Thursday, April 23, 2015
Taos Art Colony (2015: 100 Year Anniversary of the Taos Society of Artists)
|E. L. Blumenschein, B.G. Phillips, J.H. Sharp. and E.I Couse, 1912. http://taos.org/art/art|
In 1915, 6 artists decided to form a group, an alliance of sorts, called the Taos Society of Artists in Taos, New Mexico.
The story begins in 1894 when three American artists became friends while studying at the Academie Julian in Paris. Joseph Sharp, had told them about his earlier travels in Taos in 1893, and how the landscapes, the native peoples, the light and the dry climate had intrigued him. Bert Phillips and Ernest Blumenschein were interested and they envisioned creating "Real American Art," based on American imagery and Native American Symbolism.
Back in the United States, Phillips and Blumenschein decided to head West. A broken wagon wheel outside of Taos, delayed them and they discovered all that Sharp had described. Phillips stayed, Blumenschein visited annually, Sharp made it his home in 1908.
By 1915, the six founding members, Joseph Henry Sharp, Ernest L. Blumenschein, W. Herbert Dunton, E. Irving Couse, Bert G. Phillips, and Oscar Bernhaus, settled in after founding the Taos Society of Artists.
They built small homes, rustic in style, near one another and shared their work, and critiques. Daily life in Taos was simple, no electricity or indoor plumbing. But they were friends and supported each other. Dinners, dancing, card games, music, informal gatherings with families and children who became part of the scene.
What held the group together was the business of art. By now the group had grown to twelve members. The main focus of the group was promoting their art. Not many visitors to Taos which was not easily accessible, so the group arranged traveling exhibits, showed at galleries and museums outside of New Mexico and around the country.
By the 1920's, most members had national reputations, won national competitions and were successful. But by 1927, realizing that the Taos Society of Artists had outlived their usefulness, they disbanded.
But that did not mean the end of the colony, all of the members continued to live and work in Taos. (To be continued. . .)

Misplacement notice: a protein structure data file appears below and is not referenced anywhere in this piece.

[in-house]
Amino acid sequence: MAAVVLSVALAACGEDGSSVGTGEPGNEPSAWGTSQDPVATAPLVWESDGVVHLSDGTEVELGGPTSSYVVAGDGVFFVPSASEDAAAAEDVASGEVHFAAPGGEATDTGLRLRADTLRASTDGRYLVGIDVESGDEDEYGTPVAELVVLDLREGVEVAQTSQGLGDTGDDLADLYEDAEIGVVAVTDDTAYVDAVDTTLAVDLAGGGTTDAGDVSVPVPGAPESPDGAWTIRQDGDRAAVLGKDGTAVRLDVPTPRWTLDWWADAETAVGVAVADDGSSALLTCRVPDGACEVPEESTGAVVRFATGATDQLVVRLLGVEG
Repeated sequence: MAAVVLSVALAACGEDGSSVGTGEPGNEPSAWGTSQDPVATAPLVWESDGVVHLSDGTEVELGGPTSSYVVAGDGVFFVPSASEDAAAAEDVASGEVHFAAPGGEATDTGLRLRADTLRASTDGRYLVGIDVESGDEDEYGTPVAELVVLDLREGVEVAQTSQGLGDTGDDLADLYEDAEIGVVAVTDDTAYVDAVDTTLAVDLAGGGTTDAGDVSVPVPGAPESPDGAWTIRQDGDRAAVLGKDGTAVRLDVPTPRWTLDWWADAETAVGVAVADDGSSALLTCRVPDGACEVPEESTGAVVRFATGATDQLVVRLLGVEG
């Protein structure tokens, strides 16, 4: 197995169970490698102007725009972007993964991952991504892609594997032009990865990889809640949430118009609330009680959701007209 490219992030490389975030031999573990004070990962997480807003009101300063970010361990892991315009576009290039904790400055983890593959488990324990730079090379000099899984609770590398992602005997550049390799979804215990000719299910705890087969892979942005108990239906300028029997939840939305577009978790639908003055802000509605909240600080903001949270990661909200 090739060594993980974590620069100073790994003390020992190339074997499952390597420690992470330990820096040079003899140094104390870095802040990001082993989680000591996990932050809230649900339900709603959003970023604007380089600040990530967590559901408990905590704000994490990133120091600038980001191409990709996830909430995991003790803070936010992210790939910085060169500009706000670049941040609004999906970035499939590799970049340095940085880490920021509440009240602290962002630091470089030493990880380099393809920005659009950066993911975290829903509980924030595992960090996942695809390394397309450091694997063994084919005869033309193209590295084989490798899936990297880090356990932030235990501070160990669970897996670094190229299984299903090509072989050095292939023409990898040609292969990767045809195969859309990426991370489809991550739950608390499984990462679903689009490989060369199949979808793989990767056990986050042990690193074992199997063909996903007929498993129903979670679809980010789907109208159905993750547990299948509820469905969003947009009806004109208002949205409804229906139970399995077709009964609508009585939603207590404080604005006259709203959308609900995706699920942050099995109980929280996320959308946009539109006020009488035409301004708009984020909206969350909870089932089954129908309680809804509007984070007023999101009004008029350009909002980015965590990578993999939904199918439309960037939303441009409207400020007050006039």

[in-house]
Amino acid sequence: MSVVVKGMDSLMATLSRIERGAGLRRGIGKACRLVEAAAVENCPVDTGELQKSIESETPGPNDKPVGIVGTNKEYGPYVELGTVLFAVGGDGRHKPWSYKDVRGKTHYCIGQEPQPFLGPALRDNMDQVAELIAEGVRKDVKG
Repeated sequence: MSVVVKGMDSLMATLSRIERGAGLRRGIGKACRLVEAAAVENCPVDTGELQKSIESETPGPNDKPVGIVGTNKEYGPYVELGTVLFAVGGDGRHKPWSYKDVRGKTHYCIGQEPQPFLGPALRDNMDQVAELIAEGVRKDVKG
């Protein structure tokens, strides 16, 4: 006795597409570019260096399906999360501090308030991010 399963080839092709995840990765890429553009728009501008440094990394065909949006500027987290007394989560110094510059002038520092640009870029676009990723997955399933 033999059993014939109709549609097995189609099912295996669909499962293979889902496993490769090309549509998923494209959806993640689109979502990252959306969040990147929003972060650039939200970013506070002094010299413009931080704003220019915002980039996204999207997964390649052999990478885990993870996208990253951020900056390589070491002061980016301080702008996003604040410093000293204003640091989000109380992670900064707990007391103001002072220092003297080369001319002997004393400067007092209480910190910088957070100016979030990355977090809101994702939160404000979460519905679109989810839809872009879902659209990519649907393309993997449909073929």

Wednesday, April 22, 2015
Making Sweet Grass Medicine. c/ 1920. Joseph Henry Sharp (1859-1953)
Joseph Henry Sharp was born in Bridgeport, Ohio on September 27, 1859 to Irish immigrant parents. His father was a merchant. From childhood on, Sharp was fascinated by anything that concerned Indians. He read Leatherstocking Tales by James Fenimore Cooper where he first learned about "the noble red man."
An accident when he was twelve, changed his life, he was playing under a bridge spanning a river, fell in and almost drowned. He was pulled out and at home his mother rolled him back and forth over a barrel to force water from his lungs. This saved his life but left him with a severe hearing loss, which later made him totally deaf. His father died that same year and Henry began working at a nail factory to help support his family. His hearing loss made schooling impossible. Later he moved to Cincinnati, lived with his aunt, worked, sent money to his mother.
Working, he enrolled in the Cincinnati Art Academy. But like many before him, he traveled to Europe to study in Antwerp, Belgium and the Academie Julian in Paris and then with Frank Duveneck in Italy.
After he returned to America, he married, taught at the Cincinnati Art Academy and painted portraits of local society members. But the call of the West was strong, and he and a fellow artist traveled to New Mexico on a commissionFrom Harper's Weekly to illustrate life at the Taos Pueblo. Later he became one of the founding members of the Taos Society of Artists.
His fascination however was with the battle of the Little Big Horn, June 25, 26th, 1876, where General George Armstrong Custer, head of the army of the United States Cavalry, 212 strong, were killed in conflict against superior Indian forces. Sharp remembered the headlines, "Custer's Seventh Cavalry Massacred by Savages." Custer was hailed as a hero. Later investigations would raise questions about the conduct of Custer and his fellow officers. Sharp, who was twelve at the time, held Custer as a hero.
Twenty-five years later, Sharp, faced these same Indian warriors who sat for their portraits. President Theodore Roosevelt commissioned him to paint these portraits of the 200 Native American warriors who had survived the Battle of the Little Big Horn. They became his friends.
When he was 93, he traveled to California, intending to return to New Mexico, but died in Sacramento.
During his life he painted 10, 500 works of art, of which 7, 800 were Native American subjects, and 3, 200 were portraits. He was a Historian of the West as well as a painter. His works are in museums all over the United States and in the Smithsonian.